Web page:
Catalyst’s TAR 2.0 algorithm is noise tolerant, which means that coder inconsistencies and even changes in direction do not adversely affect it. With CAL, every ranking starts fresh, with no memory of the previous one. That way, if you were to retag tens of thousands of documents, the next ranking would take it in stride. The same is true as the team refines its search objectives.

That happened several times in this case as understanding increased. Yet, we could see no adverse impact on performance.

The Results

The team achieved 94% recall in this review, far greater than that required by the courts. They did so having reviewed only 60% of the collection. You can see how efficient Predict was in the chart below:

This is a yield or gain curve. The x-axis shows the percentage of documents reviewed. The y-axis shows the percentage of responsive documents found.

The diagonal dashed line shows the expected progress of a linear review. In a linear review, if you look at 20% of the documents, you will expect to see, on average, 20% of the relevant ones. At 50%, 50%. At 100%, 100%.

The blue line shows a perfect ranking. It represents how the review would go if the algorithm pushed all of the responsive documents to the front and the reviewers never had to look at a single non-responsive document. Of course, this never happens.

The red line shows how this review went. Because richness was high (45%) you can’t expect the typical straight up rise you might see with lower richness (we have many examples including our TREC published work). Rather, the proper measure is how it compares to the alternative: linear review.

So, for example, in this case the team found 80% of the documents after reviewing just 45% of the population. To get to 80% in a linear review, you would have to review 80% of the documents, or an additional 370,000 documents. At an average of $1.50 per document reviewed (and QC’d), the client saved $550,000 dollars using a predictive review.

No algorithm can achieve perfection and the question to ask is how close did we come. In this case, the answer is pretty close. As we mentioned before, the team achieved a review efficiency of 1.33 to 1. That translates to viewing about 60% of the population to get better than 90% recall, which you can see in the chart. The review was about as efficient as it can be.

TAR 1.0 systems generally can’t handle low richness collections, requiring users to cull the population using keywords or otherwise until richness rises to 15% or higher. TAR 2.0 systems excel at low richness, which makes them a safer bet for overall e-discovery. This case study also showed us that TAR 2.0, at least in the form of Insight Predict, handles high richness collections as well.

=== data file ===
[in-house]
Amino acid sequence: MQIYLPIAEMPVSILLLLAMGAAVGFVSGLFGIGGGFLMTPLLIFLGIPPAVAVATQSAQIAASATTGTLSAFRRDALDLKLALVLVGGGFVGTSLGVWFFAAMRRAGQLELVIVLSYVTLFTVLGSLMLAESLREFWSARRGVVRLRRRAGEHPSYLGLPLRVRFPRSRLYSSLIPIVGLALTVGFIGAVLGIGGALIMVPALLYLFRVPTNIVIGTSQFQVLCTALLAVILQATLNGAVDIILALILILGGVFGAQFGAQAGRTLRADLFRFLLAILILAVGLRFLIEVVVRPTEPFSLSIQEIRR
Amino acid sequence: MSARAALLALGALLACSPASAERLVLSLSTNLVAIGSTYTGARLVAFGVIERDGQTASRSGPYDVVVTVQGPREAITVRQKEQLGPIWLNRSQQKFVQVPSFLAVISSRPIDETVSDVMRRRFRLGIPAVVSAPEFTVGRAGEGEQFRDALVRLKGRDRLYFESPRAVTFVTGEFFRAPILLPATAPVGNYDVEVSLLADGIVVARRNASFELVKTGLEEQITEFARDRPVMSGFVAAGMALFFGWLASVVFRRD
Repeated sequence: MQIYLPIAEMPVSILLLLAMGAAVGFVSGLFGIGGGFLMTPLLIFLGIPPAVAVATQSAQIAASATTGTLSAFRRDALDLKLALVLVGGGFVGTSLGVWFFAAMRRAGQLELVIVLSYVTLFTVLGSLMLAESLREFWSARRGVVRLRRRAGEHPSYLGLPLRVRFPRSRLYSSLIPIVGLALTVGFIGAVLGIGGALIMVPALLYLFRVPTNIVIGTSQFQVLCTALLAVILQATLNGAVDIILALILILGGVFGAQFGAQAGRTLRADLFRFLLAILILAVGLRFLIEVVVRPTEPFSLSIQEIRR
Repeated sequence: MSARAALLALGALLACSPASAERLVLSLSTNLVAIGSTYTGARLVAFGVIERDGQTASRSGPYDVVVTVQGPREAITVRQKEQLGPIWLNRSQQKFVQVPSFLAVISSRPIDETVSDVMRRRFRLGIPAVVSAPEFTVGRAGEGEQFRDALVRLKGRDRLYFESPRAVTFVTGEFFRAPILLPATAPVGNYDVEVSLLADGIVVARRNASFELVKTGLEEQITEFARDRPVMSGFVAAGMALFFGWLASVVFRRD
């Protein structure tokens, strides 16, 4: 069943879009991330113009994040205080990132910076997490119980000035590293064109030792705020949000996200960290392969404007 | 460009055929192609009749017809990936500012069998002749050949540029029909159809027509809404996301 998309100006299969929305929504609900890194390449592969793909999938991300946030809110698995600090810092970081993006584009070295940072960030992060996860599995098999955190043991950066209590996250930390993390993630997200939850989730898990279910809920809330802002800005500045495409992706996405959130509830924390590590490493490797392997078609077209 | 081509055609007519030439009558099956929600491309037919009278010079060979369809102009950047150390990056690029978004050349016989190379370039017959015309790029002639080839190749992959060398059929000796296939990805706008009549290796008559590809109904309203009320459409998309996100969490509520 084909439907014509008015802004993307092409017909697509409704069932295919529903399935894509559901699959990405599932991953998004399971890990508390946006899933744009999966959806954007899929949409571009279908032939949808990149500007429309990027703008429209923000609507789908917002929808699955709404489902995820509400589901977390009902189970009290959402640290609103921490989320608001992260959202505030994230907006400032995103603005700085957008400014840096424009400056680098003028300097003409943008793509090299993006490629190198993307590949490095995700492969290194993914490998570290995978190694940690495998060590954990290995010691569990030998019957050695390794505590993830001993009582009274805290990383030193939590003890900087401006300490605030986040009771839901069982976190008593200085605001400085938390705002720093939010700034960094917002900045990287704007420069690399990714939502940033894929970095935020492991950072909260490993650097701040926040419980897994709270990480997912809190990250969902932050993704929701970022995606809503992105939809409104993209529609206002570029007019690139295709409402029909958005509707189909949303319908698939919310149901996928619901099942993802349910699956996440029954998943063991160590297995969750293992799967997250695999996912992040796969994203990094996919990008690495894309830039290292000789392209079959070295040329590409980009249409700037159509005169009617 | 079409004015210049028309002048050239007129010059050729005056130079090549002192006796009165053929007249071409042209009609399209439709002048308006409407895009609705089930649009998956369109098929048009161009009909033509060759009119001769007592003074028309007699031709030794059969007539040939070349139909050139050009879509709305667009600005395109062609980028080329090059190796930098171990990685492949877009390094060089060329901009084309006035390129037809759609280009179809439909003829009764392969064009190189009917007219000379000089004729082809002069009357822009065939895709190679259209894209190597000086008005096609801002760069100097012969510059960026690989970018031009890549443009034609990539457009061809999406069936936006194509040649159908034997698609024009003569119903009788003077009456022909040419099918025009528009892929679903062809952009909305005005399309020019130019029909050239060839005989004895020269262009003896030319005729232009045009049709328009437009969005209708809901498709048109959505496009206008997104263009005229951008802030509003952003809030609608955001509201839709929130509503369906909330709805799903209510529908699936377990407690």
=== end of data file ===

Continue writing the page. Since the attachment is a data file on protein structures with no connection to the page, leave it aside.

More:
The Catalyst review ninjas met their deadline with room to spare. Review costs were a lot lower than they would have been with linear review or keyword search.


1. Party and claim facts have been changed to preserve client confidentiality. Our goal is to show the power of Insight Predict and not to comment about the specifics of any matter.



About John Tredennick

A nationally known trial lawyer and longtime litigation partner at Holland & Hart, John founded Catalyst in 2000. Over the past four decades he has written or edited eight books and countless articles on legal technology topics, including two American Bar Association best sellers on using computers in litigation technology, a book (supplemented annually) on deposition techniques and several other widely-read books on legal analytics and technology. He served as Chair of the ABA’s Law Practice Section and edited its flagship magazine for six years. John’s legal and technology acumen has earned him numerous awards including being named by the American Lawyer as one of the top six “E-Discovery Trailblazers,” named to the FastCase 50 as a legal visionary and named him one of the “Top 100 Global Technology Leaders” by London Citytech magazine. He has also been named the Ernst & Young Entrepreneur of the Year for Technology in the Rocky Mountain Region, and Top Technology Entrepreneur by the Colorado Software and Internet Association. John regularly speaks on legal technology to audiences across the globe. In his spare time, you will find him competing on the national equestrian show jumping circuit or playing drums and singing in a classic rock jam band.


About Andrew Bye

Andrew is the director of machine learning and analytics at Catalyst, and a search and information retrieval expert. Throughout his career, Andrew has developed search practices for e-discovery, and has worked closely with clients to implement effective workflows from data delivery through statistical validation. Before joining Catalyst, Andrew was a data scientist at Recommind. He has also worked as an independent data consultant, advising legal professionals on workflow and search needs. Andrew has a bachelor’s degree in linguistics from the University of California, Berkeley and a master’s in linguistics from the University of California, Los Angeles.